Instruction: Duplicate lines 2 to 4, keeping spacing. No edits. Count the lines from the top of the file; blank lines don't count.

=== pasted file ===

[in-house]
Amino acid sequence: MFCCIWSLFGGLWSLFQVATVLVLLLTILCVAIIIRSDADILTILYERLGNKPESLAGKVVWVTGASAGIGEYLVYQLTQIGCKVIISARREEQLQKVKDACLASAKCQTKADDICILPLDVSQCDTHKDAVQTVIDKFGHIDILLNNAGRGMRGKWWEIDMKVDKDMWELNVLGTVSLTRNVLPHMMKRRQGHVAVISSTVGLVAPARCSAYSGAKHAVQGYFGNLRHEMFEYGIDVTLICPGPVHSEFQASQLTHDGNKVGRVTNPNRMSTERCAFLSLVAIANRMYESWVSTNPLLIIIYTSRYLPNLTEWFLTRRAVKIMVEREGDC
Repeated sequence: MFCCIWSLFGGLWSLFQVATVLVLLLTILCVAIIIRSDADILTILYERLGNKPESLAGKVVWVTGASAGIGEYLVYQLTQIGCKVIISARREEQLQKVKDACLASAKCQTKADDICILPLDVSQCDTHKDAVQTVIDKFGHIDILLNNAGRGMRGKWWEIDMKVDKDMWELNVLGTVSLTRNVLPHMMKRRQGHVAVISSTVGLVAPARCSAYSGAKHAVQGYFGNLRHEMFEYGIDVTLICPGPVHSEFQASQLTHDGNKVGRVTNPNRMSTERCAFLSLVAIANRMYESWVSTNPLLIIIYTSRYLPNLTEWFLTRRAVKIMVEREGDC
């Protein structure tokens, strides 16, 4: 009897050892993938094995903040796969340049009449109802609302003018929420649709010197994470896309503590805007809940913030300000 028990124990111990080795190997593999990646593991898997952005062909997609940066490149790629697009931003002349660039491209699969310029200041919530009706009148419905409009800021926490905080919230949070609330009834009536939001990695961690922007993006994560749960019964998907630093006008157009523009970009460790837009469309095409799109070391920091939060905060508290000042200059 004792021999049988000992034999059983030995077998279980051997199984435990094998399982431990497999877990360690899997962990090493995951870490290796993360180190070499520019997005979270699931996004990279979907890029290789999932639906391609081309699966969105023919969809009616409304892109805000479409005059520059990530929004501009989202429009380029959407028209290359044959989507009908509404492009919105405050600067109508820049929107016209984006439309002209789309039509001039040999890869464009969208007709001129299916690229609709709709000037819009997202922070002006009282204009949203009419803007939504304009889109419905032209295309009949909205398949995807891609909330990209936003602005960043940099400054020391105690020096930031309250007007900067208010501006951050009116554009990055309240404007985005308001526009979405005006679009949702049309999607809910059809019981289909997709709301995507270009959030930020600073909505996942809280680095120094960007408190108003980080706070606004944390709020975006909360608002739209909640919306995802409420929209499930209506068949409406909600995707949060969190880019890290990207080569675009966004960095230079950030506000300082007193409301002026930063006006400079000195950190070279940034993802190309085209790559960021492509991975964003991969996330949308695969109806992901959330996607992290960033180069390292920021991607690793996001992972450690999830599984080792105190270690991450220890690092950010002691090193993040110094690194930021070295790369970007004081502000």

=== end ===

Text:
Amino acid sequence: MFCCIWSLFGGLWSLFQVATVLVLLLTILCVAIIIRSDADILTILYERLGNKPESLAGKVVWVTGASAGIGEYLVYQLTQIGCKVIISARREEQLQKVKDACLASAKCQTKADDICILPLDVSQCDTHKDAVQTVIDKFGHIDILLNNAGRGMRGKWWEIDMKVDKDMWELNVLGTVSLTRNVLPHMMKRRQGHVAVISSTVGLVAPARCSAYSGAKHAVQGYFGNLRHEMFEYGIDVTLICPGPVHSEFQASQLTHDGNKVGRVTNPNRMSTERCAFLSLVAIANRMYESWVSTNPLLIIIYTSRYLPNLTEWFLTRRAVKIMVEREGDC
Repeated sequence: MFCCIWSLFGGLWSLFQVATVLVLLLTILCVAIIIRSDADILTILYERLGNKPESLAGKVVWVTGASAGIGEYLVYQLTQIGCKVIISARREEQLQKVKDACLASAKCQTKADDICILPLDVSQCDTHKDAVQTVIDKFGHIDILLNNAGRGMRGKWWEIDMKVDKDMWELNVLGTVSLTRNVLPHMMKRRQGHVAVISSTVGLVAPARCSAYSGAKHAVQGYFGNLRHEMFEYGIDVTLICPGPVHSEFQASQLTHDGNKVGRVTNPNRMSTERCAFLSLVAIANRMYESWVSTNPLLIIIYTSRYLPNLTEWFLTRRAVKIMVEREGDC
């Protein structure tokens, strides 16, 4: 009897050892993938094995903040796969340049009449109802609302003018929420649709010197994470896309503590805007809940913030300000 028990124990111990080795190997593999990646593991898997952005062909997609940066490149790629697009931003002349660039491209699969310029200041919530009706009148419905409009800021926490905080919230949070609330009834009536939001990695961690922007993006994560749960019964998907630093006008157009523009970009460790837009469309095409799109070391920091939060905060508290000042200059 004792021999049988000992034999059983030995077998279980051997199984435990094998399982431990497999877990360690899997962990090493995951870490290796993360180190070499520019997005979270699931996004990279979907890029290789999932639906391609081309699966969105023919969809009616409304892109805000479409005059520059990530929004501009989202429009380029959407028209290359044959989507009908509404492009919105405050600067109508820049929107016209984006439309002209789309039509001039040999890869464009969208007709001129299916690229609709709709000037819009997202922070002006009282204009949203009419803007939504304009889109419905032209295309009949909205398949995807891609909330990209936003602005960043940099400054020391105690020096930031309250007007900067208010501006951050009116554009990055309240404007985005308001526009979405005006679009949702049309999607809910059809019981289909997709709301995507270009959030930020600073909505996942809280680095120094960007408190108003980080706070606004944390709020975006909360608002739209909640919306995802409420929209499930209506068949409406909600995707949060969190880019890290990207080569675009966004960095230079950030506000300082007193409301002026930063006006400079000195950190070279940034993802190309085209790559960021492509991975964003991969996330949308695969109806992901959330996607992290960033180069390292920021991607690793996001992972450690999830599984080792105190270690991450220890690092950010002691090193993040110094690194930021070295790369970007004081502000």